The Dutch part of the ~5000km long North Sea Trail (NST) is 725 km and thereby the longest connected hiking route in the Netherlands. There is a small 12km part of this route that I try to walk once every year: Meijendel-route (Dutch). The route starts in The Hague, passes some estates and goes through the dunes to Wassenaar. Quite a nice route trough different landscapes. Though several times I had to walk the last part through the woods in the dark. In autumn I should start in time and not linger too long in the “Pannenkoekenhuis”.
The route goes through estate Clingendael. A 17th centure estate currently used by the “Netherlands Institute of International Relations Clingendael“.
On my hike I usually stop at the teahouse on the estate for you know what. You should not expect too much tea in a teahouse in the Netherlands. Most serve only standard teabag tea, with a choice between flavored or not. Luckily there are some exceptions and last few years there is a noticeable rise in the quality of teabags served in others. Note that we are a teadrinking nation and the concept of loose leaf tea is widely known, though most people stick with bags and there is a price limit on available loose leaf tea. It has been a while since I had tea in this teahouse and was not an exception back then.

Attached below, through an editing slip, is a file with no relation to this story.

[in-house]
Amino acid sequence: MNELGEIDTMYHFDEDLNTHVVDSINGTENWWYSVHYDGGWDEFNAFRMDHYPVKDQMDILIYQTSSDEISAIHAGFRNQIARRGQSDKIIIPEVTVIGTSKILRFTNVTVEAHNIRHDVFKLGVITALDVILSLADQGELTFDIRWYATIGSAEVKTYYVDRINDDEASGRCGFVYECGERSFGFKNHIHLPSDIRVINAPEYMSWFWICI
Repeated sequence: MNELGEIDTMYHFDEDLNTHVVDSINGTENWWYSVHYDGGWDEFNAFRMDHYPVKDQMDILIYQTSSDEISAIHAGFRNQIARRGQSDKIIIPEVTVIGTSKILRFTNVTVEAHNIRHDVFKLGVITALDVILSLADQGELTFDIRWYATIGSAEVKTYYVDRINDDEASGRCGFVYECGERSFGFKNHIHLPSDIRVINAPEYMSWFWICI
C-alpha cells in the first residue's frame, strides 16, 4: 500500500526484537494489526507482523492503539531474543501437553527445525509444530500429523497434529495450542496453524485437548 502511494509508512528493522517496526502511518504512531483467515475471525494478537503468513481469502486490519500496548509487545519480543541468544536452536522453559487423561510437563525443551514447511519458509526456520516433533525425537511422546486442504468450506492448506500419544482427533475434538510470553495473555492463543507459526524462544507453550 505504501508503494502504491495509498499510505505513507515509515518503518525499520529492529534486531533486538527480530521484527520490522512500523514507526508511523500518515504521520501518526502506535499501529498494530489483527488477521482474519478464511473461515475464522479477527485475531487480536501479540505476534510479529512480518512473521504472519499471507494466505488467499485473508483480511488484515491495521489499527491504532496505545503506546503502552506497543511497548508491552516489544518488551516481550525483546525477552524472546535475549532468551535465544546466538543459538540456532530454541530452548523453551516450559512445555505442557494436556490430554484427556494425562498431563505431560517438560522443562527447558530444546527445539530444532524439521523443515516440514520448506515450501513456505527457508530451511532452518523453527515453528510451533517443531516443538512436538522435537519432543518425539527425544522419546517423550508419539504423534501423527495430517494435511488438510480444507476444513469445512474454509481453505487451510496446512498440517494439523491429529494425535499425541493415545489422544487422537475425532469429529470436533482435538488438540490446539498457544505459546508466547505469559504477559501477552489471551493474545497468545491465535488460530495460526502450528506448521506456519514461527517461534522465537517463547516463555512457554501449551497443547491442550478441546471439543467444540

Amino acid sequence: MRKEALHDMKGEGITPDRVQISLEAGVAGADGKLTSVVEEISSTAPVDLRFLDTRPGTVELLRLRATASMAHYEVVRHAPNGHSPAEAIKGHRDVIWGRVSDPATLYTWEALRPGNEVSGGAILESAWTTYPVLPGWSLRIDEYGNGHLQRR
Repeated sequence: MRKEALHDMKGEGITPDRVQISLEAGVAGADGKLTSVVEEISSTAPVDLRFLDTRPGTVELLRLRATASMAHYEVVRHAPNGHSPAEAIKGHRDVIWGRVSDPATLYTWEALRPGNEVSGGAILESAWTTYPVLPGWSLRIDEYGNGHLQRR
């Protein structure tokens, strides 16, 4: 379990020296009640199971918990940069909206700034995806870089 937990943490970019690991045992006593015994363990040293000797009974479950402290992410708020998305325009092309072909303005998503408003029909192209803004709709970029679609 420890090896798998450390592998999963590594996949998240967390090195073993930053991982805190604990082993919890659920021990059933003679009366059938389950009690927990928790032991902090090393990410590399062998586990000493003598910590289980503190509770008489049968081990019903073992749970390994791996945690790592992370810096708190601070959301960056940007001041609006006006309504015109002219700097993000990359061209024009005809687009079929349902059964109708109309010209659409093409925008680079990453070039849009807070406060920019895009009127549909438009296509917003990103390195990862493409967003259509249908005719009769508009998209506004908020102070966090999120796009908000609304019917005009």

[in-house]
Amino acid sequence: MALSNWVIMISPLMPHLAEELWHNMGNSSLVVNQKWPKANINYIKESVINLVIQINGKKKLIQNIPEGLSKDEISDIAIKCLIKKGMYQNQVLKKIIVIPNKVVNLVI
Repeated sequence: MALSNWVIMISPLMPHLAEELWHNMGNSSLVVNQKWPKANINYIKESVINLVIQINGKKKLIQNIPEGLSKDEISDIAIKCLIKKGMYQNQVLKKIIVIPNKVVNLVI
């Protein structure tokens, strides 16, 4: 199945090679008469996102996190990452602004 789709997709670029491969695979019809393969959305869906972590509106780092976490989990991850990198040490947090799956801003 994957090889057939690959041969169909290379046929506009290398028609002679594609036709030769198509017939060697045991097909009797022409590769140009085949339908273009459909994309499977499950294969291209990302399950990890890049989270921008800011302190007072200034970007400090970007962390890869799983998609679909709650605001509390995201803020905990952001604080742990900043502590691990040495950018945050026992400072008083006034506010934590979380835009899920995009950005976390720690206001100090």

Directly after the teahouse The Meijendel-route takes a sharp turn to the right. However ~50m straight on instead of right we find on the left…
The Japanese garden
This garden was build ~1910 by an owner of the estate: Marguerite M. Barones van Brienen (1871-1939). She made several trips to Japan and took several objects back with here that she gave a place in this garden. It is the only Japanese garden of that period in the Netherlands.
At the back of the garden is a small pavilion where I drank tea from my flask and sat for a long time.
And then it started to:
So I had to stay I while longer.
When it was dry I left the pavilion and walked through the rest of the garden. After that I went out to the teahouse, but it was already closed. More time had passed than I thought.
De Hollandse tuin
Something quite different is the “Hollandse tuin” (Dutch garden) somewhere else on the estate. This garden was build a few years after the Japanese garden and by the same Marguerite. The stairs (~1887) are a design by L.A. Springer (1855-1940). This garden was rebuild in 2009.
The building was originally a teahouse, but now used as a shed.
The gardens of the estate can be visited year round. The Japanese garden is only opened for a couple of weeks twice a year. For dates see this site (in Dutch).